Last Thursday the Obama campaign was up in arms over the news that the Illinois senator’s passport information had been breached.
“Our government’s duty is to protect the private information of the American people, not use it for political purposes,” said Obama spokesman Bill Burton. “This is a serious matter that merits a complete investigation, and we demand to know who looked at Senator Obama’s passport file, and for what purpose, and why it took so long for them to reveal this security breach.”
Well, be careful what you wish for. Turns out, one of the three people who accessed the candidate’s files works for… wait for it… Obama foreign policy advisor, John O. Brennan, president and CEO of the Analysis Corp. Brennan’s employee was the only one of the three who was not fired, merely disciplined and, CNN’s Zain Verjee reports, the unnamed employee also accessed John McCain’s files. In a separate breach, Hillary Clinton’s passport information was also breached.
The idea that it may have a campaign operative is hardly surprising. As my colleague Brian Bennett notes this also happened in the 1992 election when 41’s staff tried to access Bill Clinton’s passport details. The question throughout this mini-scandal has been: what, if anything, of interest was learned. But with today’s revelation a new question arises: will Obama be forced to distance himself or fire yet another advisor for lowering themselves to “politics as usual” tactics, ie doing opposition research on McCain?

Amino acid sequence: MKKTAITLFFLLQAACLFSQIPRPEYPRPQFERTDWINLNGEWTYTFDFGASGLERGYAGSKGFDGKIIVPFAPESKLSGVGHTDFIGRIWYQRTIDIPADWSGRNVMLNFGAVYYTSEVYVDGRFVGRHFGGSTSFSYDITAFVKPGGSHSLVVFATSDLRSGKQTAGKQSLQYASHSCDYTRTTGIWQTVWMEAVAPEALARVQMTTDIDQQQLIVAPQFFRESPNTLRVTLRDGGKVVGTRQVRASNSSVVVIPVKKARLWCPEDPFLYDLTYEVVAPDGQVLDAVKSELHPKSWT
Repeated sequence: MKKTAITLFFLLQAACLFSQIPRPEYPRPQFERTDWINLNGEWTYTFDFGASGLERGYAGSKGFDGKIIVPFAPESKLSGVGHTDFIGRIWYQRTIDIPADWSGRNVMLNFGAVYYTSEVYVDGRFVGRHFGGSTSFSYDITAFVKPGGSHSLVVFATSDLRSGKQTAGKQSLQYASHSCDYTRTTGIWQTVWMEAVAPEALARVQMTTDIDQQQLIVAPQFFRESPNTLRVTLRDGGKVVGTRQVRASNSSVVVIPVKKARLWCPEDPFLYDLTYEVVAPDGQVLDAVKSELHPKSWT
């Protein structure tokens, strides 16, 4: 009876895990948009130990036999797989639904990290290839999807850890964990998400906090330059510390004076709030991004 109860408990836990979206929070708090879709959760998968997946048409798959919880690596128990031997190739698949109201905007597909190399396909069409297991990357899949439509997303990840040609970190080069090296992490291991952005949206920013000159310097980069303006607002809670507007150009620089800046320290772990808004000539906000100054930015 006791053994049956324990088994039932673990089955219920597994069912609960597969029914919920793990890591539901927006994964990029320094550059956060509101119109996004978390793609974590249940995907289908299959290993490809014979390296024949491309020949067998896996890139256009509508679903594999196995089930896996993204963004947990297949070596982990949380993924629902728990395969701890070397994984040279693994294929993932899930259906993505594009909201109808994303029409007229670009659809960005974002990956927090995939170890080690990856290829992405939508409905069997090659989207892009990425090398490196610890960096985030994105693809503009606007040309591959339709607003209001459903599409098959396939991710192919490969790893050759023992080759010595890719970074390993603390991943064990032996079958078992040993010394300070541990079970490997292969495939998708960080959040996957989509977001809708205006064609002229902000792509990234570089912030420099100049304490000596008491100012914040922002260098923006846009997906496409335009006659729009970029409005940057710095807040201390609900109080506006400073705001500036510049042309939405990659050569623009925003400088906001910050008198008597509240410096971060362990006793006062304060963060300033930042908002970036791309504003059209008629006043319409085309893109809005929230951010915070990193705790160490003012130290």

Karen points out, there was definitely no conspiracy with the Hilary breach. And The Atlantic’s Marc Ambinder this morning declares there was no “conspiracy” with Brennan’s employee’s access, saying it’s all part of an ongoing debate over access given to federal contractors. I can see the point that if this really was some guy in a training room, he/she might have thought it fun or illustrative to access Obama or McCain’s information as a test case. But what if something salacious had popped up? Do we really think such information would remain secret for long no matter who the employee worked for, especially given how easy it seems to innocently access this information? Which brings me to Jay Ackroyd’s thoughtful point: “There is a scandal here, but not one that involves the presidential candidates, as presidential candidates per se.”
And with that, I wish you all Happy Easter!